Fenerbahçe's game is beyond the Turkish football language
by Arda Alan Işık
ISTANBULMar 12, 2016 - 12:00 am GMT+3
by Arda Alan Işık
Mar 12, 2016 12:00 am
It was exactly the 32nd minute when the Turkish commentators of the Fenerbahçe-Braga game lost faith in Fenerbahçe and their coach Vitor Pereira. One of the most famous football columnists in Turkey said that Fenerbahçe had no midfield players, arrogantly ignoring Pereira's strategy. Thus, the consensus on the game until Fenerbahçe's decisive goal was that the Turkish side were below expectations. Even though a clean victory for Fenerbahçe suppressed their criticism for a bit, Turkish football commentators, and their language, do not to understand modern football.
First of all, the categorical difference between Fenerbahçe's tactics and any other traditional Turkish team's tactics were seemingly overlooked by the Turkish media. Regardless of the offensive and defensive priorities, Fenerbahçe's strategy consists of two sides, the forward and the back of the game, creating a structural difference. Unlike the traditional approach, which assumes there has to be three parts in a formation, defense, midfield and attack, the Fenerbahçe players are responsible for all defensive and offensive actions, rather than being trapped in just one position. This not only makes the game more compact and fluid, but also makes Fenerbahçe able to utilize their traditional opponent's mistakes easier. Therefore, it is illogical to ask the Fenerbahçe coach to put some players in midfield, who only assume so-called midfield duties, and do not get involved in creative or destructive processes.
On the other hand, given Braga's dominant game was the fact that the Turkish commentators became so pessimistic about Fenerbahçe, we need to acknowledge the fact that Fenerbahçe are just beginners in the modern football era, compared to their rivals in Europe. Unfortunately, or fortunately, depending on how you look at it, the structural difference in their tactics does not give Fenerbahçe much given most of their opponent's know how to play modern football. For instance, Braga dominated the game throughout the 90 minutes against Fenerbahçe, even though the Turkish side played their usual tactics - the ones that have made them leaders in the Super League.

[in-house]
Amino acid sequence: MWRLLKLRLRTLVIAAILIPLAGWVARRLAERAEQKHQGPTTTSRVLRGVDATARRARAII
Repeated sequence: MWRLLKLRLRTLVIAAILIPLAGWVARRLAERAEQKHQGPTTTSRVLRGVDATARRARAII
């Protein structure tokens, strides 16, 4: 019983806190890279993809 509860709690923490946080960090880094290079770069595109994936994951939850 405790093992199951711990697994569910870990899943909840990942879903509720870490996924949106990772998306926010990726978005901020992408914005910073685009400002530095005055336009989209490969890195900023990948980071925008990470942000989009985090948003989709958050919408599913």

The reason why Fenerbahçe were unable to find the opportunities they are used to finding was simple, Braga implemented the same structural strategy, but rather than having defensive priorities and opting for shock-presses in the opponents' half. which have led to counter-attacks, they chose to reinforce their attacks with so-called defenders and dominate the field. Do not let the term "domination" seem abstract to you, it simply meant no time or space for Fenerbahçe to organize counter-attacks and almost every Braga attack was in a circular motion, one after another.
At this point, given Fenerbahçe were willing to let their opponent control the game, it was Braga who had their hands on the wheel. If you let your opponent have enough time and space to organize attacking waves, and if they choose to play it in your half with enough man power, which must be at least six, then you will not have a great chance of creating dangerous opportunities for your opponent.
Yet, I understand why Pereira opted for a defensive strategy at the beginning of the season, as the team was not ready for a radical offensive game and the executive branch expected wins in a short period of time. Nevertheless, he managed to mix modern football with some kind of reformed counter-attacking strategy, and is marching to the championship, if Beşiktaş will not act braver than them. Still, if Fenerbahçe want to be successful in the European arena in the long term, the transformation to a dominant game is a must. The Pereira's present tactics might be enough to shock Turkish football, but not enough to stun Europe.